How big a deal is Puerto Rico debt crisis? (+video)
No US state has had, in recent memory, the kind of large-scale debt restructuring that's being talked about for Puerto Rico. Still, the crisis may have only a limited effect on financial markets.
Puerto Rico’s governor says that the territory’s $72 billion in public debt is unpayable and that large-scale restructuring of the debt is required.
"There is no other option. I would love to have an easier option. This is not politics, this is math," Gov. Alejandro García Padilla told The New York Times.
The comments by the island’s chief executive came as a report was released Monday about Puerto Rico’s economy, laying out a grim picture of the island’s financial health. The report suggests, among other things, debt restructuring through bond exchanges.
No US state has had a large-scale debt restructuring of this type in recent memory. "There is no U.S. precedent for anything of this scale or scope," according to the report, whose lead author is Anne Krueger, a former chief economist at the World Bank.
Just how big a deal is this?
While the debt restructuring would be unprecedented, some analysts are taking a measured approach to the situation.
Jose Villamil, a former United Nations consultant and CEO of an economic and planning consulting firm, says he believes that the news will have only a limited effect on financial markets, because it has been known for some time that Puerto Rico has been heading for debt restructuring or default.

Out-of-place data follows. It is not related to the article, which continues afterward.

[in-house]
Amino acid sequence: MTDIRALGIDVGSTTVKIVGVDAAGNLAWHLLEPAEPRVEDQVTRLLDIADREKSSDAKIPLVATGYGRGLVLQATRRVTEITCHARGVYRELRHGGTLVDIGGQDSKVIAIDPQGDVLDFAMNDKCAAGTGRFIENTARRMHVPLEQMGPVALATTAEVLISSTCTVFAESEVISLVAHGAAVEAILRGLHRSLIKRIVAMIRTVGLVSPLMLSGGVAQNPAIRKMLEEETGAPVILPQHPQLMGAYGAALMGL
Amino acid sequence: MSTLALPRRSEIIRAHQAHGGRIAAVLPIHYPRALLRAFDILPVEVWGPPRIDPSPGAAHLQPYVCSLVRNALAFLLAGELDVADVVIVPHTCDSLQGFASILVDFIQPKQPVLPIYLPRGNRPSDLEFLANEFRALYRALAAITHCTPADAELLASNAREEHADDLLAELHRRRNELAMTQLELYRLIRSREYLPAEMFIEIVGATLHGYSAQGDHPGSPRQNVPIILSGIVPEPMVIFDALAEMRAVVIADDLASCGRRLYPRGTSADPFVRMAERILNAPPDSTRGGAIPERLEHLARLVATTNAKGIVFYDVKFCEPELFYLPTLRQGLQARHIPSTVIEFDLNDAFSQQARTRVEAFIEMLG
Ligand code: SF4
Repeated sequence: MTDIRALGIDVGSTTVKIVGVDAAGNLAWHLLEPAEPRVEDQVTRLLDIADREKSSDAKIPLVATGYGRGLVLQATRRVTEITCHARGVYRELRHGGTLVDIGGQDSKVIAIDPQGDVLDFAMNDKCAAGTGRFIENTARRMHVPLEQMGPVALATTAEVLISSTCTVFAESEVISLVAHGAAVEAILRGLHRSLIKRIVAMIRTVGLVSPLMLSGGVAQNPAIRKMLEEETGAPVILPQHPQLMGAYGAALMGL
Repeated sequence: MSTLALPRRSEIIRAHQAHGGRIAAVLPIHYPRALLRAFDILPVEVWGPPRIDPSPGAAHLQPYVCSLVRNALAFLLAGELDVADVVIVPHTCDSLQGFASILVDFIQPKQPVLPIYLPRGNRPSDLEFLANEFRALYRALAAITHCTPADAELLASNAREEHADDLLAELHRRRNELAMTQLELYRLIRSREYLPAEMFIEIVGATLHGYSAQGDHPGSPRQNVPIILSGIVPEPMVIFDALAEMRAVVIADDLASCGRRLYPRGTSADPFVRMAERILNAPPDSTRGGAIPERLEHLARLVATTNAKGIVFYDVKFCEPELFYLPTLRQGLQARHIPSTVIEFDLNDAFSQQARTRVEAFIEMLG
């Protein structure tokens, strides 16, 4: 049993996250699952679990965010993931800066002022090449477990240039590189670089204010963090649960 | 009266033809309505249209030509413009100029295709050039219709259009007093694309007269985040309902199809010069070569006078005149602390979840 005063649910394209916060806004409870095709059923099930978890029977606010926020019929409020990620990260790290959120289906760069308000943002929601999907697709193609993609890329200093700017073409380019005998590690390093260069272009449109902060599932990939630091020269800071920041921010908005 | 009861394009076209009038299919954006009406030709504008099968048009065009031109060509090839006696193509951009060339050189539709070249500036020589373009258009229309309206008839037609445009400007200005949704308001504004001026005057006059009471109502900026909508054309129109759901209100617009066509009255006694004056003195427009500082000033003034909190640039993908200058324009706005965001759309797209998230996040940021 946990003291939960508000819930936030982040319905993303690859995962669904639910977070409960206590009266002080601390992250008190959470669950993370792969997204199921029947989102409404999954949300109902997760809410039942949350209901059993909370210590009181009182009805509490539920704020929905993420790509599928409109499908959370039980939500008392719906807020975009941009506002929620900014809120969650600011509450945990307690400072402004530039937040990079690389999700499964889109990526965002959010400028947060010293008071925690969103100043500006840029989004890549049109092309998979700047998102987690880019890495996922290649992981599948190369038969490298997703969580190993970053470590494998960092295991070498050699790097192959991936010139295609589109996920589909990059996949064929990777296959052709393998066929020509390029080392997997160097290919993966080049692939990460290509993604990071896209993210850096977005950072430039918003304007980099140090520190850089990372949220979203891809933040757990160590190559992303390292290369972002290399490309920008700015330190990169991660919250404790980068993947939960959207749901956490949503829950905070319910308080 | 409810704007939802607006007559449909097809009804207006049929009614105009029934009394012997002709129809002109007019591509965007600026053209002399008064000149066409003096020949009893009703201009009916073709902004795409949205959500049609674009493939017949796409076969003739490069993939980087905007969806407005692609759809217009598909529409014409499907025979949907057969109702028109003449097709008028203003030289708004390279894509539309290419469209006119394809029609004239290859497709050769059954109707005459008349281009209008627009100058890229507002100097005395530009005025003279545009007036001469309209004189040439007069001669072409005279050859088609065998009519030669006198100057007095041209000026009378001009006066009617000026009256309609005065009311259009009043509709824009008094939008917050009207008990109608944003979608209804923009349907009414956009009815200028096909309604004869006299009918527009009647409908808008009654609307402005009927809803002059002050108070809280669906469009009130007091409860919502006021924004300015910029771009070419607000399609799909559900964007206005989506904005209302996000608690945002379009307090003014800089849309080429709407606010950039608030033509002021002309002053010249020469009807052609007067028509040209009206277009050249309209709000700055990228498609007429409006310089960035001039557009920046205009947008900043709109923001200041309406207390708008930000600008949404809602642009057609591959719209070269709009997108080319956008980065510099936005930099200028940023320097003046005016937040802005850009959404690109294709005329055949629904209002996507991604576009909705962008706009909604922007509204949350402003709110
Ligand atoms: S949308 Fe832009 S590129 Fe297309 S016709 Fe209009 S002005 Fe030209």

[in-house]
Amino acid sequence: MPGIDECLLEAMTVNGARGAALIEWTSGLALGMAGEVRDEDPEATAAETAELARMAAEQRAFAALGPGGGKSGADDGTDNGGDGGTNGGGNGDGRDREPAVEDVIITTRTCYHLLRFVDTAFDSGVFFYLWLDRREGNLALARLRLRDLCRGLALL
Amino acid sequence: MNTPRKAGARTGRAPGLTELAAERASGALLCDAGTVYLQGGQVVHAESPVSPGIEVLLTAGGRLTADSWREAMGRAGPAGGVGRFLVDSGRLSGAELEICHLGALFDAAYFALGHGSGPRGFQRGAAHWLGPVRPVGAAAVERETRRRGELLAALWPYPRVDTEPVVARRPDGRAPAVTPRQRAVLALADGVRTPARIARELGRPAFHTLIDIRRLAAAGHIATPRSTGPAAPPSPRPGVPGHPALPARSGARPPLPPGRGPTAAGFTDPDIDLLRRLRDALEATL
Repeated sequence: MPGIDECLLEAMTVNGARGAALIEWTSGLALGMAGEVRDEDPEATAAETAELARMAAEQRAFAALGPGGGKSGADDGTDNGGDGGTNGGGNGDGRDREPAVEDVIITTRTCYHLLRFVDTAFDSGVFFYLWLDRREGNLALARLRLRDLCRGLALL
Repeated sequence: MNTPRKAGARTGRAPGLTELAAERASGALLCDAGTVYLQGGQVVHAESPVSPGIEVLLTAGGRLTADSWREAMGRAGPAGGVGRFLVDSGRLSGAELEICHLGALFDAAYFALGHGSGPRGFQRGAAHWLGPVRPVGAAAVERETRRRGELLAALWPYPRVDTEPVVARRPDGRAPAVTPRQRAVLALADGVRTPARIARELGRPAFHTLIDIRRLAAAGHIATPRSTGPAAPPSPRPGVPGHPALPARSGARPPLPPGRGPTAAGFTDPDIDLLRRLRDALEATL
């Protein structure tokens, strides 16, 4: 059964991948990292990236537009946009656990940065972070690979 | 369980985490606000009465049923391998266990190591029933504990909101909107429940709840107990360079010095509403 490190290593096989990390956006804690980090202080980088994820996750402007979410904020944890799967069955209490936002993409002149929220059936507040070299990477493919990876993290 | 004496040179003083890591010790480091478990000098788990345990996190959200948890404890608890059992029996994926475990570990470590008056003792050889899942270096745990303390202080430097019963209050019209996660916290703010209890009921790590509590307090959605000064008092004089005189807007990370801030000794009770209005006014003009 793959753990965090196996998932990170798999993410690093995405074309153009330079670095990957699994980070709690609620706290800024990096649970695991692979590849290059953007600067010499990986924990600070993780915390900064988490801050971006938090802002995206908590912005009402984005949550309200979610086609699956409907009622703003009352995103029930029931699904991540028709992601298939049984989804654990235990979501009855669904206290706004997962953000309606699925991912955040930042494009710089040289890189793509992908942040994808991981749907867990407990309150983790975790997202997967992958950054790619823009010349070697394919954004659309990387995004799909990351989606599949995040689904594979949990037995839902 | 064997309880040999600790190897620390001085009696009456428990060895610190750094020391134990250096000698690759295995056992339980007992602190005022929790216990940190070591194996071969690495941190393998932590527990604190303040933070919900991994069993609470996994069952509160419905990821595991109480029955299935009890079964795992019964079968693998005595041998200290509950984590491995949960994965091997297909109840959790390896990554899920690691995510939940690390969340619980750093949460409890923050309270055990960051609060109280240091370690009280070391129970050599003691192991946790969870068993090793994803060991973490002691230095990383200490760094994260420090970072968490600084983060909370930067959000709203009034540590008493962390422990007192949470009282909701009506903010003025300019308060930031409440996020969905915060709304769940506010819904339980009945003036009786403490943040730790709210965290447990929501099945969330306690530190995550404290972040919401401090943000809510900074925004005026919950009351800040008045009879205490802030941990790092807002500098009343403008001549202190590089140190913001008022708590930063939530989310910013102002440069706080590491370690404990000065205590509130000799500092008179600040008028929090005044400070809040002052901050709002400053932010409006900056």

"The last four administrations have kicked the can down the road," Mr. Villamil told the Associated Press.
But the situation is now critical. "At this point, there is no more can to kick. So we're going to take some very strict measures and some very profound measures. It's going to hurt, but there's no way out," Villamil said, according to AP.
News of the crisis comes amid the high-profile economic challenges of Greece. That country’s government is scrambling to prevent a financial collapse.
In the United States in the past decade, a number of municipalities have defaulted – most notably Detroit in 2013. But even in comparison with Detroit, which holds the record for the largest US municipal bankruptcy, Puerto Rico has debt that is staggering. Its bonds have a face value roughly eight times that of Detroit’s bonds.
In his interview with the Times, Governor García Padilla said Puerto Rico would seek concessions from possibly all its creditors, which could take the form of debt deferments or extensions of payment timetables. He called on creditors to "share the sacrifices" of the island’s residents, who have shouldered some of the burden through tax increases.
Additionally challenging for Puerto Ricans, the island's constitution puts its commitment to pay creditors over all other concerns, including pension payments.
"This is a daunting agenda politically, legally, and organizationally," the so-called Krueger report states. "It is also an urgent one: the government’s cash balances can evaporate in the face of delays, reducing the room for maneuver and intensifying the crisis."
Puerto Rico’s problems started in the mid-2000s, when a federal tax subsidy for manufacturing on the island expired, leading to an exodus of employers and workers for the mainland.
Beset with issues like unemployment and revenue shortfalls, the government took to borrowing to balance the budget, until Puerto Rico’s credit level was downgraded to junk status last year. In 2000, its debt was about 63 percent of gross national product, whereas this year, it is projected to be 100 percent of GNP, according to the Krueger report.
In a further challenge, Puerto Rico cannot legally file for Chapter 9 bankruptcy protection under US rules. The Kruger report looks to the federal government for help in dealing with this particular issue, calling on Congress to lift the exclusion of the island from the nation’s bankruptcy code.